Could it be that the same object is right-handed by one definition and left-handed by the other? Yes. Example: SiO 4 of Low-Cristobalite: Left handed by the torsion rules; right handed by the triangles rules SiO 4 Low-Cristobalite P4 1 2 1 2 (no. 92), D. Peacor (1973) Interesting corollary: Since handedness is a function of definition, a given object may be at the same time left- or right-handed
Thesis: It is not possible to define handedness in a unique way. Stronger Thesis: For each agreed labeling method there is at least one chiral object for which it is not possible to tell if it is Left or Right.
The convention for helices: The plus/minus (P/M) or delta/lambda (/) - helix rules M or Left handed helix T A P or Right handed helix; clockwise A T
Definition: Latent handedness - The inability to assign handedness to a chiral structure under a given relevant convention -helix A chiral helix with its two enantiomers – but which is left and which is right? The collapse of the helix handedness convention
The hand-and-glove test: Functional handedness and the use of chiral probes 1.Take an enantiomeric pair of chiral probes – the letter e - with defined handedness: Left right by the spiral convention 2. Interact each with your object 3. The “winning” e determines the functional handedness Latent-handedness: There is no winning e
The triangle method: * Find the triangular-side with the maximal perimeter. * Check the direction from the longest edge to the shortest one, facing the triangle. * Clockwise rotation (shown) is a right handed tetrahedron. Latent-handedness: Two sides of equal perimeter, rotating in opposite directions 1 2 3 R*
The Torsion Method: * Project one edge onto the other along the line which connects them; three angles form. * Select the smallest angle from the three. * Check the angle direction and assign the helix notation (, right handedness is shown). Latent-handedness: Two equal angles of opposite rotation direction
Proof of the stronger thesis, which stated: For each agreed labeling method there is at least one chiral object for which it is not possible to tell if it is Left or Right.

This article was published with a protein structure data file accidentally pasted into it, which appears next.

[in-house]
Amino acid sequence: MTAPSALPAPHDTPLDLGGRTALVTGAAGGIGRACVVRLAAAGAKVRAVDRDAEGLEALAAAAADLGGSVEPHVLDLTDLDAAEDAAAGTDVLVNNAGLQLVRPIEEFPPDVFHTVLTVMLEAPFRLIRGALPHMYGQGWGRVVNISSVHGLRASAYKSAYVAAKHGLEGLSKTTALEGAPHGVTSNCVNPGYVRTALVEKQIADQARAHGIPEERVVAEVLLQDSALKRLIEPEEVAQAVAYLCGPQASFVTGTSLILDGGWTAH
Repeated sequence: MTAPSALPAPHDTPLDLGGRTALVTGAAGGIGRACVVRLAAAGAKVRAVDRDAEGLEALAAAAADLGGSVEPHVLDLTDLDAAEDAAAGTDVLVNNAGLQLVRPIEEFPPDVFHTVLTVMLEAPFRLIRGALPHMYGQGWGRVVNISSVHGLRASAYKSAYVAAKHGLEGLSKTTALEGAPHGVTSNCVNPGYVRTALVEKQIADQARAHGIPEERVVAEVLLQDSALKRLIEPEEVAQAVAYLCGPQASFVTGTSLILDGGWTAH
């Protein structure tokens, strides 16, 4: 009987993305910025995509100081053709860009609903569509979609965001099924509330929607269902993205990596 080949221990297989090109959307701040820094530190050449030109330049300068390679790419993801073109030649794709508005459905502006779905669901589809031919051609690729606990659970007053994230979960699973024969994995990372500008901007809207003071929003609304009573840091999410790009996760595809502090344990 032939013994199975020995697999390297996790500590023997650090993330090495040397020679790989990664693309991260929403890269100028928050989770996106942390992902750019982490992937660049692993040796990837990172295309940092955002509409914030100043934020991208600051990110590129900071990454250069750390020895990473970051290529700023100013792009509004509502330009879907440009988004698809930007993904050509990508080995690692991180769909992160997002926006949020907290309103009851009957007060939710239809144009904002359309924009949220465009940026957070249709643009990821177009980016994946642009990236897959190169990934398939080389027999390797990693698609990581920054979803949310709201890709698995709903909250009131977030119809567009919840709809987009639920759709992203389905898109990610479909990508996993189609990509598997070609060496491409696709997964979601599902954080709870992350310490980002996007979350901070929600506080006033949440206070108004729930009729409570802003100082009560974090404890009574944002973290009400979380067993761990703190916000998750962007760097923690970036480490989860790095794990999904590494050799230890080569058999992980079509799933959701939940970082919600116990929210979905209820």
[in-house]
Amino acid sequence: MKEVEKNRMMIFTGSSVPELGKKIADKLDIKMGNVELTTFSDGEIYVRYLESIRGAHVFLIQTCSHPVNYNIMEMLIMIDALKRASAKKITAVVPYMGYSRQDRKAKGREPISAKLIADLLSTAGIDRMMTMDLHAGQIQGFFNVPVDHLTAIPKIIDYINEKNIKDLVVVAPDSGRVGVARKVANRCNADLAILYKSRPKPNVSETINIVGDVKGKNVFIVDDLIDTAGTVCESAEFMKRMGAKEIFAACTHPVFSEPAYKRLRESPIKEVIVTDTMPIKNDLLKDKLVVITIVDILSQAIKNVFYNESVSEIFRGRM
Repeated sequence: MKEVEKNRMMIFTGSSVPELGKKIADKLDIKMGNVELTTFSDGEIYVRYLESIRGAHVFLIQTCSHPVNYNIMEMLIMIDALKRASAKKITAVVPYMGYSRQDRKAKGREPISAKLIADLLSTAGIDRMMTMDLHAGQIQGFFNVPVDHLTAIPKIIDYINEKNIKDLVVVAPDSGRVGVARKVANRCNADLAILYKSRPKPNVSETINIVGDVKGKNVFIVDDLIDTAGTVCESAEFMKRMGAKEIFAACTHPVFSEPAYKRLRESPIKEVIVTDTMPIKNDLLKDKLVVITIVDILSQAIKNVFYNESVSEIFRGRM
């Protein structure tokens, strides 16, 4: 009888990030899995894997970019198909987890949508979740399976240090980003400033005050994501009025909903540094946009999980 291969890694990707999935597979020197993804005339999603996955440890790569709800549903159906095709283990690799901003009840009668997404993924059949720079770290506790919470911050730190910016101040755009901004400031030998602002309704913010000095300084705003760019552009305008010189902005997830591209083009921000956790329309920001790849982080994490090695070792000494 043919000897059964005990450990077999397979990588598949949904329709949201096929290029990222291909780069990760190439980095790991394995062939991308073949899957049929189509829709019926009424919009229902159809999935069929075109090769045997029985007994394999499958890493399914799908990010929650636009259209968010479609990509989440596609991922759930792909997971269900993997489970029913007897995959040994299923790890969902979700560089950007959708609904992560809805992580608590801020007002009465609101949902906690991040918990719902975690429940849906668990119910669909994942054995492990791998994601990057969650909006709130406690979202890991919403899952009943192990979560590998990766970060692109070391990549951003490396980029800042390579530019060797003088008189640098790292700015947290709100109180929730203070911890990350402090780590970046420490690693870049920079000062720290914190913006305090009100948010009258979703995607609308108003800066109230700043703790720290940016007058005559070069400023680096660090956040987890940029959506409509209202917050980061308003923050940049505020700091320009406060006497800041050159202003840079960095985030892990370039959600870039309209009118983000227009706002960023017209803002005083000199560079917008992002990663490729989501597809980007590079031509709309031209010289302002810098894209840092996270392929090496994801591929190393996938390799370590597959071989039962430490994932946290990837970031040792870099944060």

Chiral Enantiomerization route * A continuous process that converts one enantiomer (say, left) to the opposite one (right), * and where all intermediate structures along the route are chiral.
Enantiomerization of a left-hand to a right-hand glove: Along the process there must be a partially pealed-off glove where the sense of left converts to the sense of right; that is where the definition collapses
The argument: Along any chiral enantiomerization route there must be a chiral point where “leftness” changes into “rightness” – the latent-handedness structure – and the handedness definition collapses “Left” gradually changes into Right
Possible chiral non-handed forms of a 2D-potato
And it gets crazier: Let us define for the nonhanded 2D-potato a new *left-right* definition. That nonhanded potato can enantiomerize to its mirror image; and a new non-handed potato emerges for which the new definition will not hold! …and so on ad infinitum
Conversion of a (chiral) potato to its virtual enantiomer There is an infinite number of chiral enantiomerization routes from the “left” to the “right” potato. Ruch, 60’s
A chiral potato and its virtual enantiomer * Because there is an infinite number of enantiomerization routes, there is an infinite number of non-handed potatoes * Each of these can serve as a reference of “what is left”. * Therefore there is an infinite number of ways to define the handedness of a potato The potato lesson